What is Bankruptcy?
Bankruptcy is a term that is generally recognized but not always understood. It is, for all intents and purposes, the fact of being unable to pay your debts as they become due. A bankruptcy case is where consumers/debtors seek relief in a Federal Bankruptcy Court to eliminate their debt or repay creditors under a proposed repayment schedule.
A bankruptcy case begins when a debtor files a voluntary petition for relief under the Bankruptcy Code. Upon the commencement of a bankruptcy case, a bankruptcy estate is created and a stay (the “automatic stay”) arises, which prevents creditors from enforcing almost every type of pre-bankruptcy claim against the debtor. What happens next depends on many factors, including the type of bankruptcy case filed and the actions taken by the various parties involved in the case.
How a Case Starts
A bankruptcy case usually starts when a debtor files a voluntary petition for relief under the Bankruptcy Code with the clerk of the bankruptcy court. The most common types of consumer/individual bankruptcies are liquidations under Chapter 7 of the Bankruptcy Code or the adjustments of debts of individuals under Chapter 13 of the Bankruptcy Code. Individuals with larger amounts of debt may be eligible to file under Chapter 11.
What are the different types of bankruptcy cases?
The most common types of bankruptcy cases filed by individuals are cases under Chapter 7 and cases under Chapter 13.
Chapter 7 of the Bankruptcy Code, commonly referred to as a “straight” bankruptcy, helps individuals with little to no income receiver a fresh start by eliminating almost all types of debts.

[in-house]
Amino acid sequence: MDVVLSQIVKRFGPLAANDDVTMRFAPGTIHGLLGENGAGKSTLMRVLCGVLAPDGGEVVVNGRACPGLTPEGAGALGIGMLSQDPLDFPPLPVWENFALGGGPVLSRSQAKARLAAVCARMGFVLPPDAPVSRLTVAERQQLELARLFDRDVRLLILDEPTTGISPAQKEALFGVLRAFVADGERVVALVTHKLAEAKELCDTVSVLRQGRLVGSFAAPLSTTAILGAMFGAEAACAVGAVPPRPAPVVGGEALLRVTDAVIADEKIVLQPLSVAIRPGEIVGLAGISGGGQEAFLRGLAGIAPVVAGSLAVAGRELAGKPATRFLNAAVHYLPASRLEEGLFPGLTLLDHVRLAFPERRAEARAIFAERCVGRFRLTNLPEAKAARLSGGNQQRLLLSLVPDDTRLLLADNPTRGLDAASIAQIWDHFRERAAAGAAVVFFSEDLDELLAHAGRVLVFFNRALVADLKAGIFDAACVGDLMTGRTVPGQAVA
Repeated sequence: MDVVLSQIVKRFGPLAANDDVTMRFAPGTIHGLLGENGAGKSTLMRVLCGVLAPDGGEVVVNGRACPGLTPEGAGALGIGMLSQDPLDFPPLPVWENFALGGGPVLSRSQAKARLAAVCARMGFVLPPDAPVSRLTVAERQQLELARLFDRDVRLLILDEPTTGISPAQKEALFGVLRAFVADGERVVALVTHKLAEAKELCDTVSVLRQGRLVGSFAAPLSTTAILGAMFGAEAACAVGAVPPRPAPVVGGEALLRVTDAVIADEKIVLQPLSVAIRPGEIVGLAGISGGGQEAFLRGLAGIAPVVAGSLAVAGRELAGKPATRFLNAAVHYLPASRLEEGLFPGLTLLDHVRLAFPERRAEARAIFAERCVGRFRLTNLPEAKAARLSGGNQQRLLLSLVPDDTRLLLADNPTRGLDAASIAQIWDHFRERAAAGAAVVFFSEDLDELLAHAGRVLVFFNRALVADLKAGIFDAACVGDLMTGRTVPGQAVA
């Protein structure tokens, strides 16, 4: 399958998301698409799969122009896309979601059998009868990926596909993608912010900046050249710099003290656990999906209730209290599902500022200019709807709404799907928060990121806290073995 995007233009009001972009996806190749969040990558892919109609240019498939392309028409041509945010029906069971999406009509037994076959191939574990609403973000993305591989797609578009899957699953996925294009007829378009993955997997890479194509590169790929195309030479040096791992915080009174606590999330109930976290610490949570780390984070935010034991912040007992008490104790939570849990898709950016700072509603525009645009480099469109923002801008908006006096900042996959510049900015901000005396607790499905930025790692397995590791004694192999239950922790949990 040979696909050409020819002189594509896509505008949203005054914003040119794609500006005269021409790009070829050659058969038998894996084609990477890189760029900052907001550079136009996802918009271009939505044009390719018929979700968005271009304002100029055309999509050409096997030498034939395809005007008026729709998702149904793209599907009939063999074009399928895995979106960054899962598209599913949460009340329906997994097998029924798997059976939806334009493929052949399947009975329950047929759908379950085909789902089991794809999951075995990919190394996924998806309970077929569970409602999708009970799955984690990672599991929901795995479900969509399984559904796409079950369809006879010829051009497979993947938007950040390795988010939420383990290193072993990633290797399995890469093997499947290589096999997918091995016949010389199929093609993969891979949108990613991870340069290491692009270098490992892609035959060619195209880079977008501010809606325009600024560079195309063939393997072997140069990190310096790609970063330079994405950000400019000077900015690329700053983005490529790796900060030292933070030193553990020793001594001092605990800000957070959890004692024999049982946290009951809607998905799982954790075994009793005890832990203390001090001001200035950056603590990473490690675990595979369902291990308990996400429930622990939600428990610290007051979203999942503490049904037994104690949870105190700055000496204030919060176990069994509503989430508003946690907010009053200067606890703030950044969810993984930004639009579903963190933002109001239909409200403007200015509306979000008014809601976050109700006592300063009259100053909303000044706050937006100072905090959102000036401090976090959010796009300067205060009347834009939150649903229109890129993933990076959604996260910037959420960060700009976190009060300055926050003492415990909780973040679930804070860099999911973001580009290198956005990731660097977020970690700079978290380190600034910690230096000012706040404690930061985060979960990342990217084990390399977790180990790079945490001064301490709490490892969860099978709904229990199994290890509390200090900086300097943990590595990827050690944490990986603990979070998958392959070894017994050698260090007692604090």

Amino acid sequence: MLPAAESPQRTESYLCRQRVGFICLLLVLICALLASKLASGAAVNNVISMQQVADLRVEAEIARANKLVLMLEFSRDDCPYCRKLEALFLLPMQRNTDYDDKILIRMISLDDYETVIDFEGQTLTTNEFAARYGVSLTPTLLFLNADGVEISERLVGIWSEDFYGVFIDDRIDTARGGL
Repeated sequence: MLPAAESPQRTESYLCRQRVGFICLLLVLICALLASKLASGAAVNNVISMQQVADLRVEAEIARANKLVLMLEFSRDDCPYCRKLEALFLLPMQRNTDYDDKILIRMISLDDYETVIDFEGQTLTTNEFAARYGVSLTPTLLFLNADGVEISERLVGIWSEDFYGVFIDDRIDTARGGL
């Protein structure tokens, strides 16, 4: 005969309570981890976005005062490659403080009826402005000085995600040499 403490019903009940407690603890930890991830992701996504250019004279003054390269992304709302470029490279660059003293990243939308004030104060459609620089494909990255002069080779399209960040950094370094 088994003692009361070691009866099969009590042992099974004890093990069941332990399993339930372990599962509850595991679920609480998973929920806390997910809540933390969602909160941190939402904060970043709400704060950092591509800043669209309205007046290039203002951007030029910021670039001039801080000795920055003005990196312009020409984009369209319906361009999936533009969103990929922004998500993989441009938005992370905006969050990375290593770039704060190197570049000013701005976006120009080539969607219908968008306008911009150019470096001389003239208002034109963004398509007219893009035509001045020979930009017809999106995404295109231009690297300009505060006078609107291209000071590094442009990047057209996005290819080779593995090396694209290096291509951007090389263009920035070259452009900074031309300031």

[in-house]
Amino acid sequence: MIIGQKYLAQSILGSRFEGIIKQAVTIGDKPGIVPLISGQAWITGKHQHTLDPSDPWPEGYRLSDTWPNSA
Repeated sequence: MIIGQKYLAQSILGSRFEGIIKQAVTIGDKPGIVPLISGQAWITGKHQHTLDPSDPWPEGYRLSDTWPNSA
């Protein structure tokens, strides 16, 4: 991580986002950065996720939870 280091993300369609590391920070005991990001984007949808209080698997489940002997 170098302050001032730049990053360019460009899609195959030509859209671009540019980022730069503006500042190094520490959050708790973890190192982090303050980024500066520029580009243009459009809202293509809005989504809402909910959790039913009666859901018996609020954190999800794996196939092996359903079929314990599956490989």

Chapter 13 is the second most common type of bankruptcy case for individuals. It is an alternative for individuals with regular income and is utilized in most cases to permit the debtor to keep certain non-exempt assets (in particular, the debtor’s home or car).
Chapter 11 is generally used by business entities to reorganize their debts, but it is also available to individuals (for example if the individual does not meet the debt limits imposed under Chapter 13).
The Section 341 Meeting of Creditors
After the bankruptcy petition is filed, the clerk of the bankruptcy court generates a notice of a meeting of creditors (often referred to as the 341 meeting). The 341 meeting in the case of an individual is conducted by the trustee appointed in the case. The individual debtor is required to appear at the 341 meeting. Most often, the trustee will go through the debtor’s schedules and statement of financial affairs and ask the debtor to clarify any issues or discrepancies contained in those documents. Unless an objection is raised, this is typically the only time an individual needs to appear in connection with his or her case.
See our blog re 341 meetings.